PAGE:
IMF backs Trump's claim of `overvalued' dollar, amidst trade tensions

US President Donald trump is getting support from the International Monetary Fund (IMF) to bring down the value of the dollar even as he called on the Federal Reserve to match the “currency manipulation game” that China and Europe are playing.

Earlier this month, Trump tweeted that Europe and China are playing a “big currency manipulation game” and called for US policies to “MATCH, or continue being the dummies.” 
He also said that the dollar’s strength could blunt economic growth. 
However, for the currency move to succeed, the Fed must agree with the policy and clearly communicate its support, according to people familiar with the matter. 
In fact, the Treasury Department and Fed have coordinated the last three US currency interventions, splitting the amount transacted evenly between them in 1998, 2000 and 2011 in order to nudge the dollar’s value, although without any success. 
The IMF, which has been at odds with US President Donald Trump over his use of tariffs to resolve trade imbalances, however, said it is an overvalued dollar that is hurting US trade, giving credence to Trump’s complaints that dollar strength is hampering US exports.
According to the IMF, the US dollar is overvalued by 6 per cent to 12 per cent, based on near-term economic fundamentals, while the euro, Japan's yen and China's yuan were seen as broadly in line with fundamentals.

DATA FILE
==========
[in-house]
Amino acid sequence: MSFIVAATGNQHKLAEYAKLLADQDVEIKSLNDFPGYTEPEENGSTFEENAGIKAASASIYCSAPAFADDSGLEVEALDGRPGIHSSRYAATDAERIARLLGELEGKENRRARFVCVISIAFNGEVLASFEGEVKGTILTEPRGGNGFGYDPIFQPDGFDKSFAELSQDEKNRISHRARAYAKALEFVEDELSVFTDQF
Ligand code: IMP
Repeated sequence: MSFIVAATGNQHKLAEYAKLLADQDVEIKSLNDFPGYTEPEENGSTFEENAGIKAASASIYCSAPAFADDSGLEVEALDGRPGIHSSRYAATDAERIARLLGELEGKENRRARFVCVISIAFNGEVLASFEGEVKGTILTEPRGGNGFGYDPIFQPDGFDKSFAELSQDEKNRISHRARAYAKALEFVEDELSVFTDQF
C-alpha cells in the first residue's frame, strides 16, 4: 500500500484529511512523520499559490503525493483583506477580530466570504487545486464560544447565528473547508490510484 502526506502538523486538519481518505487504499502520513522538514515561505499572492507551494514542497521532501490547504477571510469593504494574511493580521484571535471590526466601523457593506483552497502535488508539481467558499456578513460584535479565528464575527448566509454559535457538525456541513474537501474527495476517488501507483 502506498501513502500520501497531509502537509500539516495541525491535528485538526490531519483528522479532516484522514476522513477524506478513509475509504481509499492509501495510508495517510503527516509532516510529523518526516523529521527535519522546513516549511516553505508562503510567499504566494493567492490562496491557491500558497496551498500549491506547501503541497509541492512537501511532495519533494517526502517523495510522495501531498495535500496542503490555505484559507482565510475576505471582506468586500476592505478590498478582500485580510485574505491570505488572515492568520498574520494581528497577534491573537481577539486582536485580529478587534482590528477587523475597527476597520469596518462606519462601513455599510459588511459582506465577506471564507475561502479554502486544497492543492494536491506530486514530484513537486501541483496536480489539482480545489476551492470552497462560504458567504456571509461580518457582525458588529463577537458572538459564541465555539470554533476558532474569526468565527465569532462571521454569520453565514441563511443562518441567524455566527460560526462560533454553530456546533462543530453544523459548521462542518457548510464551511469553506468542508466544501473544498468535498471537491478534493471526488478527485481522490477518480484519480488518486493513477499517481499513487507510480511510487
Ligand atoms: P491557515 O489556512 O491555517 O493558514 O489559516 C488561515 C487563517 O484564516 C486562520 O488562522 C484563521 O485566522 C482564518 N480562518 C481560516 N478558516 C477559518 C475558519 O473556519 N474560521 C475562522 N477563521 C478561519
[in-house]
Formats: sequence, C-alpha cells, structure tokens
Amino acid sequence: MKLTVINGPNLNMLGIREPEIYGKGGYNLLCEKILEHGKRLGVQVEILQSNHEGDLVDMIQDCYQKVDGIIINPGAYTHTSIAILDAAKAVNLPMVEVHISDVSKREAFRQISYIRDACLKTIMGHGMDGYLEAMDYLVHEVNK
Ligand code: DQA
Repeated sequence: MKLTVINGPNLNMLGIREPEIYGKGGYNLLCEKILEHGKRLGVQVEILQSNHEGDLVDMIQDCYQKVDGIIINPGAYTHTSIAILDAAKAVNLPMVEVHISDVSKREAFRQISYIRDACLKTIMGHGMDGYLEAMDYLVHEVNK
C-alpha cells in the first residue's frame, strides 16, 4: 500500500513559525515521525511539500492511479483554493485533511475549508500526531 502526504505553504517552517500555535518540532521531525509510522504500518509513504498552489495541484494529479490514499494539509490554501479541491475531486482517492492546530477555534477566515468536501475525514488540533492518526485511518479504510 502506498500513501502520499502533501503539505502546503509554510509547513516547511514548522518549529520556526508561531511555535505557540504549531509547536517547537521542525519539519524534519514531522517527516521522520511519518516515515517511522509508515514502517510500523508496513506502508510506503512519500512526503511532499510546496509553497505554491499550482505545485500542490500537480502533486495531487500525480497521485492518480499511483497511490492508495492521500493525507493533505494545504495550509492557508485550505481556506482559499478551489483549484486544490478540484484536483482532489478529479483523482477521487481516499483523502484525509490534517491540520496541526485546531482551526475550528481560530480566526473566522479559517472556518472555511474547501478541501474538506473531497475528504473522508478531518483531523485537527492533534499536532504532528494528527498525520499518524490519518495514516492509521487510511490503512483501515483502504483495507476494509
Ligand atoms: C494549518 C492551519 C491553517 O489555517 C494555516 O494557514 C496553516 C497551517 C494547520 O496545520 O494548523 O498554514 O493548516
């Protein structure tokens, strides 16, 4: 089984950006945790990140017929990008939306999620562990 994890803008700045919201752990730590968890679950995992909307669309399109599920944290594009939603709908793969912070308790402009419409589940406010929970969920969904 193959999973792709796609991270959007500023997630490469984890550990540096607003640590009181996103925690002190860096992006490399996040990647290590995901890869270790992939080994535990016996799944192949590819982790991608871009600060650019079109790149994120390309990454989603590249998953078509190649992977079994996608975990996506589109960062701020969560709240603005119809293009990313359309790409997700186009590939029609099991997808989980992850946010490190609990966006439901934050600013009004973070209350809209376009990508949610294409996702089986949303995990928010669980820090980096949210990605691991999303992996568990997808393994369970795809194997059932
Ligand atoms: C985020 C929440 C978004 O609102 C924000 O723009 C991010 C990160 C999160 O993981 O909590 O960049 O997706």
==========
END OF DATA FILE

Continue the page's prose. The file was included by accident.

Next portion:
Trump has been blaming European and Chinese policies that lead to what he calls devaluation of the euro and other currencies against the dollar.
The IMF’s External Sector Report, which is an annual assessment of currencies and external surpluses and deficits of major economies, showed that current account surpluses remained centred in the euro area and other advanced economies such as Singapore, while deficits remained persistent in the United States, Britain and some emerging market economies.
The report said net creditor positions had increased again, and were now at a historical peak of about 20 per cent of global gross domestic product, or about four times the level seen in the early 1990s. Net debtor positions were at a similar level.
The IMF said recent trade policy actions were weighing on global trade flows, eroding confidence, and disrupting investment, while lamenting the fact that nations have done nothing to reverse external imbalances thus far.
The Fund, which has warned that the US-China trade war could cost the global economy about $455 billion next year, said instead of tit-for-tat tariffs, surplus and deficit countries should work to revive liberalisation efforts and strengthen the rules-based multilateral trading system that has been in effect for the past 75 years, the IMF said.
It said while reserve currencies bore the short-term financing risks of debtor positions, the risks remained for the global economy as well.
"An intensification of trade tensions or a disorderly Brexit outcome - with further repercussions for global growth and risk aversion - could .... affect other economies that are highly dependent on foreign demand and external financing," it said.
Over the medium term, trade tensions could become entrenched and further divergence of external stock positions could trigger "costly disruptive adjustments in key debtor economies that could spill over to the rest of the world."
It said countries with deficits, like the United States and Britain, should pare back spending in a growth-friendly manner, while those with big surpluses, like Germany, the Netherlands and Korea, should boost public infrastructure investment and discourage excessive saving.
The report said the euro's real effective exchange rate was 8 per cent to 18 per cent too low for Germany's fundamentals, given its high current account surplus.
The report said that while China's yuan was broadly in line with its fundamentals, IMF models showed wide divergences with desired policies from an 11.5 per cent undervaluation to an 8.5 per cent percent overvaluation due to uncertainties over Beijing's policy outlook.